Understanding Steem's Economic Flaw, Its Effects on the Network, and How to Fix It.

10개월 전

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I'm sure most users on this network have seen the same "vote-farming" and flagging dramas on Steem over and over again for the past year. It's not hard to see that a lot of users are doing this "vote-farming" thing, including the largest stakeholders on this platform. It just means the following under Steem's current economic model:-

  • Self-voting
  • Vote-selling
  • Vote-exchanging

Please keep in mind that all of these are economically equivalent. For example, I can sell my votes by delegating to a bidbot, or I can also achieve the same effect by using all my votes on my posts only, or give someone $X amount of votes to receive the same amount back. All of these actions are the same: vote-farming. Vote-farming at 100% just means using 100% of our votes only on ourselves. This is indeed the best move under the current economic model, which is fundamentally flawed, and a lot of users including whales are actually participating in it.

Anyone not participating in this activity will just be losing out BIG TIME over the months and years. Like I've said in my previous post, someone with the same amount of Steem Power (SP) as me in the beginning of this year is now already ahead by 50,000 SP just selling their votes, while my votes mainly went to curation while taking my time to post. So I'm not holding back as much anymore, and I'm playing the vote-farming game on my alt-account @etherpunk to keep up until Steemit Inc and the top witnesses decide that some of us are right about our diagnosis and proposal to fix the misaligned economy. An economic system is flawed when it relies on the altruism and sacrifice of some users.

The path of profit maximization is again, vote-farming at 100%. This means maximum profit with the least effort. If you think there's a risk of people flagging, sure it may happen. But over time, you'll come to understand that Steem's current economic incentives just makes flagging arbitrary, futile, and ultimately meaningless. Nobody will even bother flagging anything else other than outright fraud, theft, or just plain retaliation. You can put up 10 random one-sentence original posts a day and just vote yourself up all the time while even buying some extra votes for the ROI too. It's very likely that nobody will stop you these days. Even if someone does, they'd most likely be unable to sustain their flagging on your account over a long period of time, unless you're just pure evil. Bidbots also generally do not have high standards. How else are they going to remain competitive?

It's now a move that I actually encourage everybody to do. Vote-farming at 100%. Instead of selling votes, you can also avoid the middleman and just vote on your post all the time for the same effect with more profits. Now you might think: alright, so everybody just minds their business and do their vote-farming at 100%. Under this scenario, what's the actual point of the ~8% annual inflation on Steem which just goes back to the pockets of the voters? This is why I'm saying that anti-abuse initiatives are contradictory under the current economic model. We're fighting against the tide of incentivized spam and abuse. My as well just set Steem at 1% annual inflation without reward pool just to keep the network running, all while people post whatever they want as usual without voting.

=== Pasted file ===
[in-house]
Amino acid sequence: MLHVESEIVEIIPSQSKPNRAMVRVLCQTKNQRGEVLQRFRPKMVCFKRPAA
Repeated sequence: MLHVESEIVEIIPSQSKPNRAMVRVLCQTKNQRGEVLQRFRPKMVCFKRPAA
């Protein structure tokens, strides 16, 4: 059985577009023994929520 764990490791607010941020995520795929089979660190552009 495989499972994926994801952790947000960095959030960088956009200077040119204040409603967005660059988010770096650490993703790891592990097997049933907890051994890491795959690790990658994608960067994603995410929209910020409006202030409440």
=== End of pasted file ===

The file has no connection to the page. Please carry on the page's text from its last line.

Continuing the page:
The point is: Steem's economic incentives should be aligned to encourage allocation of inflation to contributions that benefit the platform. While it's impossible to design anything that encourages all SP holders to allocate 100% of the inflation to other contributors other than themselves, we can go for about 50%.

This is the proposal. The best way out of this situation is likely to:-

  • Increase curation rewards (50% is a good start)
  • Move away from pure linear and into something like n^1.3
  • Subsidize downvotes (cheaper downvotes, separated pool)

Doing so will make curation more likely as the economic incentives from doing so will have a better chance to outperform "vote-farming". This "hack" is really about giving people half of every votes given out under a curation game. Some of us have been saying this and repeating the same arguments for well over half a year, but not many seemed convinced at all. I hardly expect anyone who have only put in less than 20 minutes of thought is seeing the problem and solution clearly. But that's generally all the time most people have these days. Some of us have put in dozens if not hundreds of hours just refining our thoughts about this one single problem.

Some words about bidbots: the proposal above will simultaneously make the pricing for votes much less predictable than in a linear economy. It won’t kill the vote bidding business but just introduce some extra risk (which there’s essentially zero at the moment) which would end up being more like promotion with less ROI, so it wouldn’t serve as a bypass to the act of holding SP for more earning power. Yes, there's a leak here that needs to be patched up. More profitable curation services should also emerge after the proposed changes.